A while ago, however, I was feeling like I’d fallen into a bit of a musical rut. If my Spotify playlist was vinyl, I’d have long since worn out the grooves on most of my music, and it felt like it was time to discover something new. In my search I stumbled over Bruce Springsteen, an artist who’d been lurking on the edges of my musical horizons throughout my life but had never really found a place in my heart.

I came of age musically in 1987, only two years after Born in the USA had taken the world by storm, but my musical tastes were a strange hybrid of my father’s psychedelic rock predilections—Cream, The Doors, experimental Beatles—mingled with the tousle-maned, falsetto-voiced, guitar-melting aesthetic of the glam rock era that reached its apex just as I was reaching puberty. My first real rock and roll album was Def Leppard’s Hysteria, my favorite band was Van Halen, and to this day, the opening riff of White Lion’s Pride throws me back to the yearning of my early-teen years with such poignancy as to give me emotional whiplash. Because my musical palette had been so refined on virtuoso guitar licks and unabashed innuendo wailed up in the tenor range, the raw energy of Springsteen’s baritone bellowing about brokenness and birthplace and blue collar disappointments always sort of lost me. What’s more, the only song I really associated him with was “Born in the USA,” which, as a Canadian, I’d always mistaken for a naive jingoistic ode to a nation that wasn’t mine.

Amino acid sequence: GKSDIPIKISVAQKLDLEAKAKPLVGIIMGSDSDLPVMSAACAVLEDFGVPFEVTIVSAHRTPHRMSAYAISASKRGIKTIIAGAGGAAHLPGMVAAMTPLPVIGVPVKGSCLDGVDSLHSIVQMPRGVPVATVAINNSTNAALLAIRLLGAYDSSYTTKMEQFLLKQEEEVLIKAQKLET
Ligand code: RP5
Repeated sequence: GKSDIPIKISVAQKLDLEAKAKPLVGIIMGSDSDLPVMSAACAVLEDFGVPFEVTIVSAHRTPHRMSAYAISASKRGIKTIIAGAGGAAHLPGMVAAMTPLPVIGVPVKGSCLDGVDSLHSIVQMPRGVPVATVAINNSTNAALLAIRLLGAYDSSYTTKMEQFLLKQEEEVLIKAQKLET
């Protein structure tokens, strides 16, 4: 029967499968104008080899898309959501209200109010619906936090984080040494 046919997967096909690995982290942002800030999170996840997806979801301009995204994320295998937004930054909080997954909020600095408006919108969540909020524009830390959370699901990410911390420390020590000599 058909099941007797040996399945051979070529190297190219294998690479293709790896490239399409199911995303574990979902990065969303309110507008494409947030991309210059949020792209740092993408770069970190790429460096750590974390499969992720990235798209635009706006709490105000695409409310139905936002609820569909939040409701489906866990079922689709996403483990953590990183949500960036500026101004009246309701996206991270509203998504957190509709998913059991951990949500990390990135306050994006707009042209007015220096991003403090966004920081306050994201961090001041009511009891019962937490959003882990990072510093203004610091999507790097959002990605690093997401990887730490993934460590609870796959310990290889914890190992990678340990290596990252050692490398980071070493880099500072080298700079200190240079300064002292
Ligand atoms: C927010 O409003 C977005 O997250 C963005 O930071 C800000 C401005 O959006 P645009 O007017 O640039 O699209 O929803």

So I never connected with Springsteen.

But a while back, like I say, I was in a rut, and a book I read about song writing suggested that aspiring songwriters need to listen to the music of master songwriters if they want to hone their craft, and it pointed me to Springsteen as one of the best. I started with Born to Run (an easy first choice), followed by Darkness on the Edge of Town, and Nebraska. By the time I’d given Nebraska a third listen, I understood why my songwriting book sent me to The Boss for some schooling.

I proceeded through vast swaths of the Springsteen catalogue, including: Born in the USA, Wrecking Ball, Lucky Town, High Hopes, Human Touch, Greetings from Asbury Park, The Wild the Innocent and the E Street Shuffle, and parts of Tunnel of Love. I even read his autobiography over Christmas. After months with his music, I was still not a fan in the fullest sense, but had become a very warm admirer. I doubt I’ll ever sign up unreservedly for the Springsteen fan club, but I’ve come to love his unrestrained rock and roll spirit, the deceptive simplicity of his arrangements, the unbridled energy of that Spector-ish “wall of sound,” and the characters—the busted, broken, born-to-run-with-nowhere-to-go characters—that haunt his best songs.

I’d choose Born to Run over the latest Chris Tomlin effort any day.